Decision-Making Theory

As you know I’ve been writing from time to time on how to improve our decision-making processes within Tahzoo. We are good qualitative decision makers and I’d like to see us add some quantitative competency to our process. One technique is using probabilistic modeling to improve prediction. In a business setting we need to make the best decision based on an expected outcome, however; more often than not there are several possible outcomes that need to be considered.

One of the challenges of qualitative thinking, thinking from the gut, is that we are often told to trust our gut and the weighting is done at an emotional level. We evaluate the outcome we feel strongest about and often the one that we’re most hopeful will happen and then decide on a course of action. This is a great strategy for matters of the heart or in situations where the information is extremely limited.

At Tahzoo, we are often faced with multiple possible outcomes, for example, how long will it take us to fill a critical role in the business, and how does that impact projects and revenue? Is the multiple-year lease for the new office we are about to sign going to be large enough to support the number of people we expect to hire based on our growth projections?

With each of these questions, you need to make an estimate of the likelihood or probability of something so you can plan for the next steps. What do you do when there are multiple possibilities, how do you chose a path? Over the years I’ve developed a technique in which I try to consider all of the possible outcomes. I spend my idle thinking time thinking about people’s motivations, or alignment of interests, I gather data when possible, I ask people what they think will happen and why. Then lastly and probably most importantly I try to remember situations that are similar and my prediction was wrong and why.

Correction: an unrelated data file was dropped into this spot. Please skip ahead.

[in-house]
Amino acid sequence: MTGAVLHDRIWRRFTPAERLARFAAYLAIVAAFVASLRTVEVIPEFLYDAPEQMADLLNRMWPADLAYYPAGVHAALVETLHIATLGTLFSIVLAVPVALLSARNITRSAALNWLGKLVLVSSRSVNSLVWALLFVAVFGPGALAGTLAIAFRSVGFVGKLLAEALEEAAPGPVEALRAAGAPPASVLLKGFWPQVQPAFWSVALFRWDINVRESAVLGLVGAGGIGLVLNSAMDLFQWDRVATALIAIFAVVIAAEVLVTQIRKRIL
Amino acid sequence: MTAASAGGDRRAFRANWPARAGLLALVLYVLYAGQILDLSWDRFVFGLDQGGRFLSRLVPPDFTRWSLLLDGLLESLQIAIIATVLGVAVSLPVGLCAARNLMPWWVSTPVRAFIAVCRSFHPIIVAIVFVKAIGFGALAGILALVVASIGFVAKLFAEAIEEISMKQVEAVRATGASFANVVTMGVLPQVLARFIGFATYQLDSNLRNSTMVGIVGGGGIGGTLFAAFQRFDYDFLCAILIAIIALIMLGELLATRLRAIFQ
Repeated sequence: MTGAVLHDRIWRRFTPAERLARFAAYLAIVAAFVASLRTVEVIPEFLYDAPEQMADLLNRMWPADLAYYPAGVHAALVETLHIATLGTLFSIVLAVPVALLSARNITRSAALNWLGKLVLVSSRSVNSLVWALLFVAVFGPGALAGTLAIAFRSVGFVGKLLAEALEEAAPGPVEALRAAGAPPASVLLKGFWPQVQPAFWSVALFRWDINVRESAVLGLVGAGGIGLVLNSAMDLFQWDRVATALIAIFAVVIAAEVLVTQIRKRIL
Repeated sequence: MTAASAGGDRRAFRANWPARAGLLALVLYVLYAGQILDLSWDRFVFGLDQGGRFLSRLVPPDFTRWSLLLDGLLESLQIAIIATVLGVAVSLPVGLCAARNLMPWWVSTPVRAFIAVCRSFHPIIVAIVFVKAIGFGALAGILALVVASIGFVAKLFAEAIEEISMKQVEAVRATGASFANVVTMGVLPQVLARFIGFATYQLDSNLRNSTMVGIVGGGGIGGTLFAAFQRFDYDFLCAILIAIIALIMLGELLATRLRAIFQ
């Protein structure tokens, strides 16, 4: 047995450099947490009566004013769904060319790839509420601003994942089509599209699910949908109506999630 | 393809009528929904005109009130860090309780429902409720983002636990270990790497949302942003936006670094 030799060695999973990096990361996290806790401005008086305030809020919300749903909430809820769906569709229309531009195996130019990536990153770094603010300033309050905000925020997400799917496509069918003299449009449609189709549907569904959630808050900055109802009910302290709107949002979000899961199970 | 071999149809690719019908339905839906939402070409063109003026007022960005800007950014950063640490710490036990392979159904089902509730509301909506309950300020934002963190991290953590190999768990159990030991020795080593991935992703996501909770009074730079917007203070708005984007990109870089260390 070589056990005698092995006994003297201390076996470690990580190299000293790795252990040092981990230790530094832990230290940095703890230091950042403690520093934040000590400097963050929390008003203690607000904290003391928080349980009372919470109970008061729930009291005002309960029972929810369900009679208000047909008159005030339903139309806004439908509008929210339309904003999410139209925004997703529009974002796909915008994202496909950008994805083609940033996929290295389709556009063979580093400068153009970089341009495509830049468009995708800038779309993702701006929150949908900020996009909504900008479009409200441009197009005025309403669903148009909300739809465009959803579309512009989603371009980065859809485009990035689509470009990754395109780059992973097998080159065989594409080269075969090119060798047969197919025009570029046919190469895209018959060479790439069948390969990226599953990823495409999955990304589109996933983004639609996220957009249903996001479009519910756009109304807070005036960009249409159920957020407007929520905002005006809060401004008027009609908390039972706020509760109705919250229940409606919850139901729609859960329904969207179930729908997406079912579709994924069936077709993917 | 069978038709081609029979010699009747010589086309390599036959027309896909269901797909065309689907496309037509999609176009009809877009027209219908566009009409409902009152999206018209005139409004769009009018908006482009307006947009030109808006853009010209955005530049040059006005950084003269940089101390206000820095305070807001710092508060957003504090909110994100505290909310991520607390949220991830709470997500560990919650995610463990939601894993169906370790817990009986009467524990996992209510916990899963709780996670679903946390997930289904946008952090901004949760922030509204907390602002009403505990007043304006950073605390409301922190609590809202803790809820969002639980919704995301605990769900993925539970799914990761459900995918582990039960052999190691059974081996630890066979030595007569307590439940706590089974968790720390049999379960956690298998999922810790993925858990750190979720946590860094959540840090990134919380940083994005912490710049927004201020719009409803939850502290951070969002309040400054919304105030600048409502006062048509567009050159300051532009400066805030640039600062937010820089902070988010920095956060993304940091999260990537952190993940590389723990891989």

After I’ve had time to think the issue through, (sometimes I wish I had more time but that is the way it goes at Tahzoo) I pick what I think are the three most likely outcomes. So for the sake of example, let’s take the lease situation… after much consideration, I believe our compound growth will require us to hire 100, 150 or 300 people over the next 7 years. When I weigh these possibilities to do my best to give them a percentage likelihood of happening base on all the available information.

Now there are a number of other techniques that I use, but I thought this one would be good to start with. So next time you have a decision that includes predicting the future or several possible outcomes try this method and let me know what you think.

For those of you who in enjoy math, send me a note and let’s get into probabilistic modeling, it is the future of our programming strategies for personalization. I am also a big fan of Monte Carlo simulations and Bayesian decision-making theory and computation.